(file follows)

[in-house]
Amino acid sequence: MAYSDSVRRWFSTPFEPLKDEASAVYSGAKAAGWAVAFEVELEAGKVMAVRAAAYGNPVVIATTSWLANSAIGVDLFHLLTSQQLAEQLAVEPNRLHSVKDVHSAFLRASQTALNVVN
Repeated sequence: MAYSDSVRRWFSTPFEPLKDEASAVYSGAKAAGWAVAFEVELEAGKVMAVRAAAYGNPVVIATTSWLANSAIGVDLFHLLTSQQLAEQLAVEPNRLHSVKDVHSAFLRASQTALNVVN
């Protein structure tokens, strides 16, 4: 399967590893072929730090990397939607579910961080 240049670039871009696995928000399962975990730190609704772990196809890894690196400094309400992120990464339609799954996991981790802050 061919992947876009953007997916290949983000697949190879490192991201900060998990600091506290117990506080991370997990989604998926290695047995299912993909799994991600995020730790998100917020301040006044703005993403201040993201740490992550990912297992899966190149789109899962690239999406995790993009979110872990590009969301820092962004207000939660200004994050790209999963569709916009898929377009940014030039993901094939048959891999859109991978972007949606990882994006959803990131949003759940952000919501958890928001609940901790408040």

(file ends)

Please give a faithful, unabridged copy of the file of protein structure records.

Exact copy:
[in-house]
Amino acid sequence: MAYSDSVRRWFSTPFEPLKDEASAVYSGAKAAGWAVAFEVELEAGKVMAVRAAAYGNPVVIATTSWLANSAIGVDLFHLLTSQQLAEQLAVEPNRLHSVKDVHSAFLRASQTALNVVN
Repeated sequence: MAYSDSVRRWFSTPFEPLKDEASAVYSGAKAAGWAVAFEVELEAGKVMAVRAAAYGNPVVIATTSWLANSAIGVDLFHLLTSQQLAEQLAVEPNRLHSVKDVHSAFLRASQTALNVVN
């Protein structure tokens, strides 16, 4: 399967590893072929730090990397939607579910961080 240049670039871009696995928000399962975990730190609704772990196809890894690196400094309400992120990464339609799954996991981790802050 061919992947876009953007997916290949983000697949190879490192991201900060998990600091506290117990506080991370997990989604998926290695047995299912993909799994991600995020730790998100917020301040006044703005993403201040993201740490992550990912297992899966190149789109899962690239999406995790993009979110872990590009969301820092962004207000939660200004994050790209999963569709916009898929377009940014030039993901094939048959891999859109991978972007949606990882994006959803990131949003759940952000919501958890928001609940901790408040």